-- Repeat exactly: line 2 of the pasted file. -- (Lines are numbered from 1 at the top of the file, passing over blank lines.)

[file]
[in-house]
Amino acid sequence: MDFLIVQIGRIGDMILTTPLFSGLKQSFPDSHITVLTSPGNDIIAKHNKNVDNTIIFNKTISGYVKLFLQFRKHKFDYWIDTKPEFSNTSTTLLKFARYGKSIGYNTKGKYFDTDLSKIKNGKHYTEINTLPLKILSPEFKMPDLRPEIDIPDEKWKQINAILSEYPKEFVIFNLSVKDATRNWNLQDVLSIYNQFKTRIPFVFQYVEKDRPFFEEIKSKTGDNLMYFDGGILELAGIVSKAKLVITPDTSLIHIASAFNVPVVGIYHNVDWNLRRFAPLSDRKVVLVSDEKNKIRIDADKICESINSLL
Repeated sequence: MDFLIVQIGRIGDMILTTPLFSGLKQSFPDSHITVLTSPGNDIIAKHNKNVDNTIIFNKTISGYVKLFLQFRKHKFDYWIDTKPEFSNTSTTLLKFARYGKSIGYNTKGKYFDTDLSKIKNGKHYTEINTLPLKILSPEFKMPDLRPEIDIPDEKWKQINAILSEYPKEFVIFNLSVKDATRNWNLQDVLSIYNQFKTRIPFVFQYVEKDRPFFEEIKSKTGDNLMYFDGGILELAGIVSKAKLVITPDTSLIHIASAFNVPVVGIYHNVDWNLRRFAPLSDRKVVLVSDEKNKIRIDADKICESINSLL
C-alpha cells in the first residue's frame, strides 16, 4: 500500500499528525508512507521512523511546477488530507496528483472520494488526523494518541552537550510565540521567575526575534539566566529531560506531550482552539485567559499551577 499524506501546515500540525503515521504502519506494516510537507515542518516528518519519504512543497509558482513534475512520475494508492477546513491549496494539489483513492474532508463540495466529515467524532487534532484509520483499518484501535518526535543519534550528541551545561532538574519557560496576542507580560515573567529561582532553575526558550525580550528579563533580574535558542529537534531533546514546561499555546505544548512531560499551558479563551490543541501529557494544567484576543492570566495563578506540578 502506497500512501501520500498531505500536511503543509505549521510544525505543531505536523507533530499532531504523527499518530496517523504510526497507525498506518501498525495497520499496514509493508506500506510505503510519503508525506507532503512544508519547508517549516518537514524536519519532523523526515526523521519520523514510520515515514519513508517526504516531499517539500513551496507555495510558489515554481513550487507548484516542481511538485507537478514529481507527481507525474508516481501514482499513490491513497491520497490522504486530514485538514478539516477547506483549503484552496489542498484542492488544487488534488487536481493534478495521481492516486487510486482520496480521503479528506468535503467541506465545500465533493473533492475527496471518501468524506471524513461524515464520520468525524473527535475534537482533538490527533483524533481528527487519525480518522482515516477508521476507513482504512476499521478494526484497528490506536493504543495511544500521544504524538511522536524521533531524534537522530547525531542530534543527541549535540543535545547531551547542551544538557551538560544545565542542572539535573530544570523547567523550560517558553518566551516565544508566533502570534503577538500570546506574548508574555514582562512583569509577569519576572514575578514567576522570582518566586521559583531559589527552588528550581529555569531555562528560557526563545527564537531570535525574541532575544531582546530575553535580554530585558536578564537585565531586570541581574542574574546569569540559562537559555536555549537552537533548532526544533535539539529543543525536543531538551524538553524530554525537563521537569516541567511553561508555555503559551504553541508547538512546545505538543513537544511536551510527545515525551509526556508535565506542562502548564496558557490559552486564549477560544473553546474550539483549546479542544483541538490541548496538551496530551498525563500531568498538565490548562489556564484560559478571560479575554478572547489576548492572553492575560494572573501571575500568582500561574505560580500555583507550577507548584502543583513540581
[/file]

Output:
Amino acid sequence: MDFLIVQIGRIGDMILTTPLFSGLKQSFPDSHITVLTSPGNDIIAKHNKNVDNTIIFNKTISGYVKLFLQFRKHKFDYWIDTKPEFSNTSTTLLKFARYGKSIGYNTKGKYFDTDLSKIKNGKHYTEINTLPLKILSPEFKMPDLRPEIDIPDEKWKQINAILSEYPKEFVIFNLSVKDATRNWNLQDVLSIYNQFKTRIPFVFQYVEKDRPFFEEIKSKTGDNLMYFDGGILELAGIVSKAKLVITPDTSLIHIASAFNVPVVGIYHNVDWNLRRFAPLSDRKVVLVSDEKNKIRIDADKICESINSLL